Roger Alford has an interesting post over at Opinio Juris (based on an article), in which he discusses the withdrawal of GSP benefits as a way to induce compliance with investment arbitration awards. To illustrate this situation, let's say a government has previously offered lower tariffs to a developing country as part of a GSP program, but then withdraws them as a penalty for the failure of the developing country to pay an arbitration award. He refers to this as a "trade remedy," and suggests an argument for why such action is consistent with WTO rules. In this post, I'm going to quickly work through how a WTO dispute on this issue might go. (This is going to be a little rough, not a detailed memo with footnotes!) I have doubts about whether such action is allowed under WTO obligations, but I admit there are some complicated issues in here.
First off, the obvious way to bring a complaint against withdrawal of GSP benefits is to allege a GATT Article I violation: The measure treats one country's goods worse than those of other countries, hence there is an MFN violation.
When GSP programs are at issue, the Enabling Clause operates as an exception to Article I, and is likely to be a main focus of the case. Here, the emphasis would be on two issues: whether the measure is discriminatory, and whether it responds positively to developing countries' development, financial or trade needs. (Another issue is whether the criteria for inclusion/exclusion from GSP are objective; I'm not to get into that one here).
In terms of non-discrimination, the withdrawal of benefits would likely also be found discriminatory under the Enabling Clause, although the analysis would be a little different than Article I (focusing on similarly-situated countries, rather than goods from different countries).
More interesting is the question of whether the measure responds positively to development, financial or trade needs. On this issue, I question whether a GSP penalty -- that is, withdrawing benefits for non-trade policy reasons -- can ever meet the standard. I can see how lowering tariffs might help with a specific problem (e.g. drug trafficking), by giving affected countries special benefits. But higher tariffs through withdrawing benefits as a penalty? I'm not so sure.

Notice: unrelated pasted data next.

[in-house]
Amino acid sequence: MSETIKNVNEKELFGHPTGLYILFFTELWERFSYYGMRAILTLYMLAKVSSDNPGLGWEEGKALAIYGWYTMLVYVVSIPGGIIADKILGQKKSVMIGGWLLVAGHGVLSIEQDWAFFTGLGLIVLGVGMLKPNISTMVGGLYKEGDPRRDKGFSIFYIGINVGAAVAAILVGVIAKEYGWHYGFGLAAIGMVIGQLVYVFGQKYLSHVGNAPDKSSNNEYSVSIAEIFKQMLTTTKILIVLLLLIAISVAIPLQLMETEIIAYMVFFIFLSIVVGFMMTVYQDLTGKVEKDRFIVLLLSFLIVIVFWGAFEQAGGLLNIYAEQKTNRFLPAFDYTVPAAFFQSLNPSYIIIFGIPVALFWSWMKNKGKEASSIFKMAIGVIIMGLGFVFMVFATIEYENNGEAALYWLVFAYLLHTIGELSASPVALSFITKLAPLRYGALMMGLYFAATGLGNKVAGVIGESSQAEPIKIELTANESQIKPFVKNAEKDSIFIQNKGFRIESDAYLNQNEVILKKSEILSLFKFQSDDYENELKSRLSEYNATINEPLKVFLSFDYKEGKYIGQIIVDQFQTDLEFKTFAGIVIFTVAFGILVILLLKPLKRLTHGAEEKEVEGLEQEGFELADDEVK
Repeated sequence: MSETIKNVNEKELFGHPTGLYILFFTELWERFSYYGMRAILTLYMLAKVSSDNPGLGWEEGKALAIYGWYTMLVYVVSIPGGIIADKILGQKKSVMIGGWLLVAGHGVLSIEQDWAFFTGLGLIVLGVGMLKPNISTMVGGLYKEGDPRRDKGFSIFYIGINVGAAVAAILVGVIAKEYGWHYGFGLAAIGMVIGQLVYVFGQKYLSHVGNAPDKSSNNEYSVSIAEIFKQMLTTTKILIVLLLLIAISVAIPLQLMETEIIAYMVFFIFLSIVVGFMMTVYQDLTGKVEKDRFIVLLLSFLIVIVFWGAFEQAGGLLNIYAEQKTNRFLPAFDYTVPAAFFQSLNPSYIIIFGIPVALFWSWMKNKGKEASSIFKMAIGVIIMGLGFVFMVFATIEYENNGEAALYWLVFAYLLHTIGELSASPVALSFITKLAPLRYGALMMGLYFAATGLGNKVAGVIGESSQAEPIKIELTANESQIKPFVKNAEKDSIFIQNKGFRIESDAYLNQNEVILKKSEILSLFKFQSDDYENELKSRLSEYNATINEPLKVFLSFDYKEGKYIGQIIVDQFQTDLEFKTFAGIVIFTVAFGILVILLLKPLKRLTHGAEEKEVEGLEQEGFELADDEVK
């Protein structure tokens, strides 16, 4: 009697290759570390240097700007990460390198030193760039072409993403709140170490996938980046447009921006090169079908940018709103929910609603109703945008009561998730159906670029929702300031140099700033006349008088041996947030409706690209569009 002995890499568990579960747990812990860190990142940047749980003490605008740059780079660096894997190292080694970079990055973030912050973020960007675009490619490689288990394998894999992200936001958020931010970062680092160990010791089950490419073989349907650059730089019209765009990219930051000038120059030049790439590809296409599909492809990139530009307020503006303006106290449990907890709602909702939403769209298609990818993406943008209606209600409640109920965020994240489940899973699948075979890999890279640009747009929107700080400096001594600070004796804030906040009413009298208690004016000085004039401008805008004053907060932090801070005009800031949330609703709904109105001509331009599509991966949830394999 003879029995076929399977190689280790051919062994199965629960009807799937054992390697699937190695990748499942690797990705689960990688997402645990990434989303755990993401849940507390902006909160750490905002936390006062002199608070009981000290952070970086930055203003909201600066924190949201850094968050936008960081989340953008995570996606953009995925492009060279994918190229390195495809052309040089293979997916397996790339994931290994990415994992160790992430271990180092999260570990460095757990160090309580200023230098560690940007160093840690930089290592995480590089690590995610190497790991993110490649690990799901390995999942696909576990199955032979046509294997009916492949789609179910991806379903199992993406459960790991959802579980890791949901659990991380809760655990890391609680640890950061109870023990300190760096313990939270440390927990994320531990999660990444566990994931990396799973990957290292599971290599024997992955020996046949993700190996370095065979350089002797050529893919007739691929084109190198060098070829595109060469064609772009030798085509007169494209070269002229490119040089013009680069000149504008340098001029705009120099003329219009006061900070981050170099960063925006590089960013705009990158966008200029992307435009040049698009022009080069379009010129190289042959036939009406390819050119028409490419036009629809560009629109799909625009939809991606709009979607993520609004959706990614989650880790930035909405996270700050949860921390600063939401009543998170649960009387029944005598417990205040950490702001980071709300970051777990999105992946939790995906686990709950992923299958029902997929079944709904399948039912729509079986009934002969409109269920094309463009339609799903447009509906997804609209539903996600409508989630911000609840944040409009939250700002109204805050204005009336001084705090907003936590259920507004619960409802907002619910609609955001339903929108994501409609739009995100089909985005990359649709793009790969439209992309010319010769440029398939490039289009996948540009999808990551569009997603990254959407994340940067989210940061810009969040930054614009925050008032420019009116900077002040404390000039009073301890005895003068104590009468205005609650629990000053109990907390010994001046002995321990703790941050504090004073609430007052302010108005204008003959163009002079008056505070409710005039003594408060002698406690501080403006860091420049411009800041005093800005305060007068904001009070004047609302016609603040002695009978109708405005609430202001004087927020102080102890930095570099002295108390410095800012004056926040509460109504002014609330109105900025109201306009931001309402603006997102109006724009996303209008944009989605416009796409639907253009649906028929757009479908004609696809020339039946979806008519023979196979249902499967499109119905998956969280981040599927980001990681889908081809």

Furthermore, you have the issue of whether the measure addresses development, financial or trade needs at all. There may be an argument that enforcement of investment arbitration awards qualifies, but it's not hard to imagine some pretty strong counters.
Beyond the Enabling Clause, there is also Article XX(d) as a possible defense. Here, there are going to be several issues. Let's go in order of the text (not necessarily in order of importance -- just seemed simpler this way). First, we have the always controversial "necessary" test. How trade restrictive is the measure at issue? I would say that discriminatory, higher tariffs are pretty clearly very trade restrictive. Does it contribute to its objective? Maybe a little bit. How important are the interests here? That is not clear to me. Finally, is there a less trade restrictive alternative measure here? I think the answer is yes, as Roger mentioned two himself: "limiting access to World Bank and Inter-American Development Bank credit and loan facilities or refusing to support the restructuring of Argentina’s $7 billion Paris Club debt".
Next up, does the measure "secure compliance" with the federal law at issue, which says in part that "An award of an arbitral tribunal rendered pursuant to chapter IV of the convention shall create a right arising under a treaty of the United States". It's not clear to me that "securing compliance" with this domestic law is the best characterization of what the GSP withdrawal does; inducing compliance with an arbitration award seems more accurate.
Then we get into whether the federal law here is a law or regulation covered by Article XX(d). Note that Article XX(d) provides a non-exhaustive list of policies: "relating to customs enforcement, the enforcement of monopolies operated under paragraph 4 of Article II and Article XVII, the protection of patents, trade marks and copyrights, and the prevention of deceptive practices." The law here does not seem all that similar to the examples given. Is that enough to exclude it from Article XX(d)? I'm not sure.
And finally, we get into the chapeau, which says that the measure must not be "applied in a manner which would constitute a means of arbitrary or unjustifiable discrimination between countries where the same conditions prevail, or a disguised restriction on international trade." There's a complex relationship between these three elements, which I can't fully get into here. For me, unjustifiable discrimination is the most obvious candidate here for the complainant to invoke. For all the reasons the measure violates Article I and does not satisfy the requirements of the Enabling Clause, it also constitutes unjustifiable discrimination, I would say.
All right, I glossed over a lot of points here. Feel free to raise them in the comments!